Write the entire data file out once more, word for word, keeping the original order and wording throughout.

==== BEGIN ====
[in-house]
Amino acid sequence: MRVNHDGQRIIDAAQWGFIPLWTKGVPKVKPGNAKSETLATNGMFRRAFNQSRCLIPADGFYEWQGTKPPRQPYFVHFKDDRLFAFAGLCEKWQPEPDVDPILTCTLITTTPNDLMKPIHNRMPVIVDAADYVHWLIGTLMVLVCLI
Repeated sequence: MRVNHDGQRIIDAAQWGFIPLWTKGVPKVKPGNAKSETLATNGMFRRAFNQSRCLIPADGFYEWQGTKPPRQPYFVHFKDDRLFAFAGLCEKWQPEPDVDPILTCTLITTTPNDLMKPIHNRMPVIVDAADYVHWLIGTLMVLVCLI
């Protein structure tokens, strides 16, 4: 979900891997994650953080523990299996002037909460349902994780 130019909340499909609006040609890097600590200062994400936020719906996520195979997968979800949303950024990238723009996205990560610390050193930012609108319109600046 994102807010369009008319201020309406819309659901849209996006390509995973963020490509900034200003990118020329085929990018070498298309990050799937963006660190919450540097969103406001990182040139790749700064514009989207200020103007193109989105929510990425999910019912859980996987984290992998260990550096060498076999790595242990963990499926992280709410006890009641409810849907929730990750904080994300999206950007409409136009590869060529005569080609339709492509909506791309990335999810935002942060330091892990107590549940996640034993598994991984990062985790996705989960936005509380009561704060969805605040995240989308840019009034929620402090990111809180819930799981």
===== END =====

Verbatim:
[in-house]
Amino acid sequence: MRVNHDGQRIIDAAQWGFIPLWTKGVPKVKPGNAKSETLATNGMFRRAFNQSRCLIPADGFYEWQGTKPPRQPYFVHFKDDRLFAFAGLCEKWQPEPDVDPILTCTLITTTPNDLMKPIHNRMPVIVDAADYVHWLIGTLMVLVCLI
Repeated sequence: MRVNHDGQRIIDAAQWGFIPLWTKGVPKVKPGNAKSETLATNGMFRRAFNQSRCLIPADGFYEWQGTKPPRQPYFVHFKDDRLFAFAGLCEKWQPEPDVDPILTCTLITTTPNDLMKPIHNRMPVIVDAADYVHWLIGTLMVLVCLI
């Protein structure tokens, strides 16, 4: 979900891997994650953080523990299996002037909460349902994780 130019909340499909609006040609890097600590200062994400936020719906996520195979997968979800949303950024990238723009996205990560610390050193930012609108319109600046 994102807010369009008319201020309406819309659901849209996006390509995973963020490509900034200003990118020329085929990018070498298309990050799937963006660190919450540097969103406001990182040139790749700064514009989207200020103007193109989105929510990425999910019912859980996987984290992998260990550096060498076999790595242990963990499926992280709410006890009641409810849907929730990750904080994300999206950007409409136009590869060529005569080609339709492509909506791309990335999810935002942060330091892990107590549940996640034993598994991984990062985790996705989960936005509380009561704060969805605040995240989308840019009034929620402090990111809180819930799981």